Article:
2 LANDSLIDE EVENTS
Landslides and Debris Flows
‘Landslides’ is a generic term used to describe a range of types of gravitational mass movement. Many systems have been proposed for the classification of landslides,6 7.
In order to adopt the correct approaches it is essential at the outset to analyse and understand the nature of the landslides which have occurred in Scotland.
Using the Varnes6 system, landslides can be categorised into five main types - falls, topples, slides, flows and spreads. A sixth type – complex failure – is one in which one type of movement is followed by one or more of the other types.
Types of Landslides: a) falls, b) topples, c) slides, d) flows, e) spreads8.
The recently observed landslides in Scotland have been typical of flow-type landslides. The initial trigger can be the slippage of a relatively small amount of material. This may lead to the erosion of material on the open hillside below or, as is often the case, the material may enter an existing watercourse, leading to extra debris being added to an already rapid and potentially erosive flow of water. The fast-moving eroded material has sufficient energy to be damaging to any object in its path and will eventually be deposited lower down the hillside.
Debris flows are neither a recent phenomenon nor one which is limited to Scotland. They occur mainly as a result of the character of the hillside, the deposits (rocks and soils) which are present and the intensity and duration of rainfall. Debris flows are, generally speaking, not caused by the existence of infrastructure, and the fact that they impinge upon it is a matter of locality.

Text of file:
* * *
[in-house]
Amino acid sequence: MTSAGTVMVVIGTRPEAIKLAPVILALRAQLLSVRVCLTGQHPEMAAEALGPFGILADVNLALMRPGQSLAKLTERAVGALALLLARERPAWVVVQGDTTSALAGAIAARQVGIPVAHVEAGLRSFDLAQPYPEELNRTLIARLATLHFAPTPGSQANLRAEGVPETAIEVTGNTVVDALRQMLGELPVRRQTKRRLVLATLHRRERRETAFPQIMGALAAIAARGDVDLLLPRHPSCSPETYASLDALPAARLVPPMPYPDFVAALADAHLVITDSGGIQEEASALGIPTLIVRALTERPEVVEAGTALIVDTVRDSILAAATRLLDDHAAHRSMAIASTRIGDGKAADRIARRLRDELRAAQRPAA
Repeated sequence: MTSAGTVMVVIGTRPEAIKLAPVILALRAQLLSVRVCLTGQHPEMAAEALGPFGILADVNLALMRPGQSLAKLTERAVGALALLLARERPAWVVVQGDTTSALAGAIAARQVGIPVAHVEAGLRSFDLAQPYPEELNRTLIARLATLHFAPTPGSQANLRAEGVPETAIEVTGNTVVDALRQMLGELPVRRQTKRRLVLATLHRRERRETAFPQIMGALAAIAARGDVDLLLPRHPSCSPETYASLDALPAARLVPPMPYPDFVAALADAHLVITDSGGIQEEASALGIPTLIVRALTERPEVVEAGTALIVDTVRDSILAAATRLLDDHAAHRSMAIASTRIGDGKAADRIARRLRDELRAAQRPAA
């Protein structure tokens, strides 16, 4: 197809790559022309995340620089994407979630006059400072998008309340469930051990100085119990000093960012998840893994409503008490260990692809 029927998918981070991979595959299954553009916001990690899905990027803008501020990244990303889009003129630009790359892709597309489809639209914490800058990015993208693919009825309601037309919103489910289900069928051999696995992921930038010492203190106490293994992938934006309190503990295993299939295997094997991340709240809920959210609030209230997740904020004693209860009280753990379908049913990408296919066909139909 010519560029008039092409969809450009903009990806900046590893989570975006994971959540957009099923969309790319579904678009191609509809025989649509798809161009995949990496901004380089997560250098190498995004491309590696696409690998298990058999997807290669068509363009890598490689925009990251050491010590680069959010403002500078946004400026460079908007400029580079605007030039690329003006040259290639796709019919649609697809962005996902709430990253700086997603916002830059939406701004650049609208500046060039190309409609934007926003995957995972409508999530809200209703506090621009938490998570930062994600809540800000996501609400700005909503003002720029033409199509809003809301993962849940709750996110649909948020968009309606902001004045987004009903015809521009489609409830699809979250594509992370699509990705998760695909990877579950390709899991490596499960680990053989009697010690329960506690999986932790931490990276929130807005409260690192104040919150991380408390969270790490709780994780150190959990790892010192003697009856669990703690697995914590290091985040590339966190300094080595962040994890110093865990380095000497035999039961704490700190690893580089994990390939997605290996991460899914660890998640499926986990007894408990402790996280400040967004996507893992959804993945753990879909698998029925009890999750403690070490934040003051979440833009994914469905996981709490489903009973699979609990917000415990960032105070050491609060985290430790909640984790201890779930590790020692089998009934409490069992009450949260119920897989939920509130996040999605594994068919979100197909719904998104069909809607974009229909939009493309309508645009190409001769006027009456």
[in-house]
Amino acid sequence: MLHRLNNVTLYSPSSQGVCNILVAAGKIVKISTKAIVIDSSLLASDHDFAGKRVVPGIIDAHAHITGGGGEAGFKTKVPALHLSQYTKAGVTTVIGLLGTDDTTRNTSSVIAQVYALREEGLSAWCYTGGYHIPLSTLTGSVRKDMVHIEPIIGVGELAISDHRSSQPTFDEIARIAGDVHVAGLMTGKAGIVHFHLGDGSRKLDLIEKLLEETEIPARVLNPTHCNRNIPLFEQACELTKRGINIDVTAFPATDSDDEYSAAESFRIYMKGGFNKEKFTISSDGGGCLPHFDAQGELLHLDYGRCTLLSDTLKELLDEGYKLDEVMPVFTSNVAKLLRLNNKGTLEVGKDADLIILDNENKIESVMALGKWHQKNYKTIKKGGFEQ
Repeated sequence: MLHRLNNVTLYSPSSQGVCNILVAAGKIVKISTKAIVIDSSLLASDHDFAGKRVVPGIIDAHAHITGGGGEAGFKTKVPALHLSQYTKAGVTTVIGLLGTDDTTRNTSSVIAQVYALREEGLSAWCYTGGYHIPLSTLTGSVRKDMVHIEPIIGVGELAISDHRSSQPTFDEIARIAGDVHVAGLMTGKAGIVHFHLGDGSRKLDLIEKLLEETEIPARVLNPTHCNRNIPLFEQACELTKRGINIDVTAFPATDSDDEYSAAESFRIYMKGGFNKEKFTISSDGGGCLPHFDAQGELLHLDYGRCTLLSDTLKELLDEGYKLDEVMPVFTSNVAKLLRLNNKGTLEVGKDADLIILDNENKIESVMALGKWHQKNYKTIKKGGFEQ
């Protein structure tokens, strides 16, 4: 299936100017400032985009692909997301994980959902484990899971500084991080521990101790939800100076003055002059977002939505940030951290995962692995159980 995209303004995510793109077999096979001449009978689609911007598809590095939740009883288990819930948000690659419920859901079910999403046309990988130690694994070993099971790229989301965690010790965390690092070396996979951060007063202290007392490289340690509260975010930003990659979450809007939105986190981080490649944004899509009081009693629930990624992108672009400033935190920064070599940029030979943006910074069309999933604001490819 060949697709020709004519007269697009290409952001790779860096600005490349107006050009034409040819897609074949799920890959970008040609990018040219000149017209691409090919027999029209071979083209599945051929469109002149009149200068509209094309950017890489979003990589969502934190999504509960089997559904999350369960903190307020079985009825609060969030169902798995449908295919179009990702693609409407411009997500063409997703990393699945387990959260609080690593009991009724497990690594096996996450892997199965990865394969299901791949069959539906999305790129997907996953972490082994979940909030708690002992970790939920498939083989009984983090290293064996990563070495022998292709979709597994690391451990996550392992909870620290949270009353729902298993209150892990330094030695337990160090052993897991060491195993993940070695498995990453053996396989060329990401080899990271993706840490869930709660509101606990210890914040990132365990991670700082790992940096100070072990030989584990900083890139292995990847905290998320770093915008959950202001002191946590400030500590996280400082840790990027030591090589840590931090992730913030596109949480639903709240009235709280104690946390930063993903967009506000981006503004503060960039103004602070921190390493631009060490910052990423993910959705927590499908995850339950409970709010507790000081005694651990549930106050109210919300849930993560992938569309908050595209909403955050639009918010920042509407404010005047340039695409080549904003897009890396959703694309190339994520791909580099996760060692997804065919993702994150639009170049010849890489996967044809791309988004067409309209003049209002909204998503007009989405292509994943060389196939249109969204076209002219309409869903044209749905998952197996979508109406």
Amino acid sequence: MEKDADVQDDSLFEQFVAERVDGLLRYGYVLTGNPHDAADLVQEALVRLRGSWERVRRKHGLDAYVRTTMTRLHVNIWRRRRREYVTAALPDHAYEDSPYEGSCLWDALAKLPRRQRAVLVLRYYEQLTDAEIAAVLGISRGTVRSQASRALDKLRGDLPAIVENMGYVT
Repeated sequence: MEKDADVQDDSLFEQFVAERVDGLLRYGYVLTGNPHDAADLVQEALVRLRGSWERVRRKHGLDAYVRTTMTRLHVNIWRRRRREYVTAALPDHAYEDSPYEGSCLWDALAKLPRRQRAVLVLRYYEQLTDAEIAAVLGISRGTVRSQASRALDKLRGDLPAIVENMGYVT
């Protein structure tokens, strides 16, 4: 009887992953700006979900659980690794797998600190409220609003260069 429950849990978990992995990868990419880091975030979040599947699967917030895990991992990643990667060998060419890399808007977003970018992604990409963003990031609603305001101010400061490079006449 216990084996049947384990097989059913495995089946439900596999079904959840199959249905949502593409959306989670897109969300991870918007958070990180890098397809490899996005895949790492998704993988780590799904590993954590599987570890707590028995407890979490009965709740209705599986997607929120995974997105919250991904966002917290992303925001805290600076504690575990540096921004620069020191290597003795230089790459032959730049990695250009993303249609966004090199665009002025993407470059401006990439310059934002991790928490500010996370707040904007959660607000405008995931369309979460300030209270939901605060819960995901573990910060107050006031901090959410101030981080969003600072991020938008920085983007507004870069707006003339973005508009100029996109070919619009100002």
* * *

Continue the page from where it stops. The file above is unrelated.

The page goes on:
Landslide Events in Scotland
The landslide events of August 2004 which prompted the Scottish Road Network Landslides Study included debris flows on the A83 in the Cairndow area, the A9 to the north of Dunkeld and the A85 at Glen Ogle.
While there were no major injuries, at Glen Ogle 57 people had to be airlifted to safety when 20 vehicles became trapped between the two main debris flows. The real impacts of the events were economic and social, in particular the effects of the severance of access to relatively remote communities. The routes affected were closed for between one and four days affecting thousands of journeys and causing disruption to local road users, commercial vehicles and tourist traffic in the process.
Examples of landslides affecting the Scottish trunk road network. Top left: A83 Cairndow, August 2004. Top right: A9 North of Dunkeld, August 2004. Bottom left: A85 Glen Ogle, August 2004. Bottom right: A83 approach to Rest and be Thankful, October 2007.
A number of other landslide events, including debris flows, have occurred in Scotland in the intervening years, some affecting the main trunk road network and others affecting minor roads. The most serious of these recent events occurred on the eastern approach to the Rest and be Thankful in October 2007.
The particular geology and geomorphology of the Highlands combined with high rainfall makes this area particularly susceptible to landslides of many varieties. Landslides affecting the road network occur regularly in the region.
While most of these are usually small-scale events and relatively quick to clear, some more significant landslides have affected the main road network in recent times. Many of the roads affected are however B-class, C-class or unclassified routes and these are often the only access routes to and from communities. The lack of available diversion routes makes landslides in such parts of Scotland particularly disruptive.
Debris flows mainly occur in Scotland in the periods July to August and November to January, with the latter period occasionally extending to October and February. There is, of course, no guarantee that such a pattern will continue, particularly with climate change studies anticipating that rainfall levels will increase in the winter but decrease during the summer and suggesting that the frequency of intense rain storms may increase.